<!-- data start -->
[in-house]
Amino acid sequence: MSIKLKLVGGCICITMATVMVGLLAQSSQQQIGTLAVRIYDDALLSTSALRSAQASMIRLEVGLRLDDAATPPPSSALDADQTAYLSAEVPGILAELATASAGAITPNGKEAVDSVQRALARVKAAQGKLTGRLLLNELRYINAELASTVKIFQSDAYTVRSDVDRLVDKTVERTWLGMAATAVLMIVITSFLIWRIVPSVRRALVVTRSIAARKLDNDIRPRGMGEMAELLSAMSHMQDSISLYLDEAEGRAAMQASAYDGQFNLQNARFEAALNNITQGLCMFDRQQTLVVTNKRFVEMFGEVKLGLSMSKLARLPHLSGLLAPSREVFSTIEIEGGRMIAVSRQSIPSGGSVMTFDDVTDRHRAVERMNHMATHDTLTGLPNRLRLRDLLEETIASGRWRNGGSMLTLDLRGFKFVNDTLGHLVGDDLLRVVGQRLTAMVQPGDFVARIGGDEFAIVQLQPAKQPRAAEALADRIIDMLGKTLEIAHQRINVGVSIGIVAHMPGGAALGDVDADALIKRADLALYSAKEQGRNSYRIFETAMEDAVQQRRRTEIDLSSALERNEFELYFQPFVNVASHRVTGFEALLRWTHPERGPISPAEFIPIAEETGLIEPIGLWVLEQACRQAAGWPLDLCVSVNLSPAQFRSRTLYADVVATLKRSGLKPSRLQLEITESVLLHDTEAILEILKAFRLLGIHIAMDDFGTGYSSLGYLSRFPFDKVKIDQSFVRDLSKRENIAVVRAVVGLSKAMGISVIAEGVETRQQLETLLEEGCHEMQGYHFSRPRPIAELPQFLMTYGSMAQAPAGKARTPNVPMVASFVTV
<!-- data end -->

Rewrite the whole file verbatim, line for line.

[in-house]
Amino acid sequence: MSIKLKLVGGCICITMATVMVGLLAQSSQQQIGTLAVRIYDDALLSTSALRSAQASMIRLEVGLRLDDAATPPPSSALDADQTAYLSAEVPGILAELATASAGAITPNGKEAVDSVQRALARVKAAQGKLTGRLLLNELRYINAELASTVKIFQSDAYTVRSDVDRLVDKTVERTWLGMAATAVLMIVITSFLIWRIVPSVRRALVVTRSIAARKLDNDIRPRGMGEMAELLSAMSHMQDSISLYLDEAEGRAAMQASAYDGQFNLQNARFEAALNNITQGLCMFDRQQTLVVTNKRFVEMFGEVKLGLSMSKLARLPHLSGLLAPSREVFSTIEIEGGRMIAVSRQSIPSGGSVMTFDDVTDRHRAVERMNHMATHDTLTGLPNRLRLRDLLEETIASGRWRNGGSMLTLDLRGFKFVNDTLGHLVGDDLLRVVGQRLTAMVQPGDFVARIGGDEFAIVQLQPAKQPRAAEALADRIIDMLGKTLEIAHQRINVGVSIGIVAHMPGGAALGDVDADALIKRADLALYSAKEQGRNSYRIFETAMEDAVQQRRRTEIDLSSALERNEFELYFQPFVNVASHRVTGFEALLRWTHPERGPISPAEFIPIAEETGLIEPIGLWVLEQACRQAAGWPLDLCVSVNLSPAQFRSRTLYADVVATLKRSGLKPSRLQLEITESVLLHDTEAILEILKAFRLLGIHIAMDDFGTGYSSLGYLSRFPFDKVKIDQSFVRDLSKRENIAVVRAVVGLSKAMGISVIAEGVETRQQLETLLEEGCHEMQGYHFSRPRPIAELPQFLMTYGSMAQAPAGKARTPNVPMVASFVTV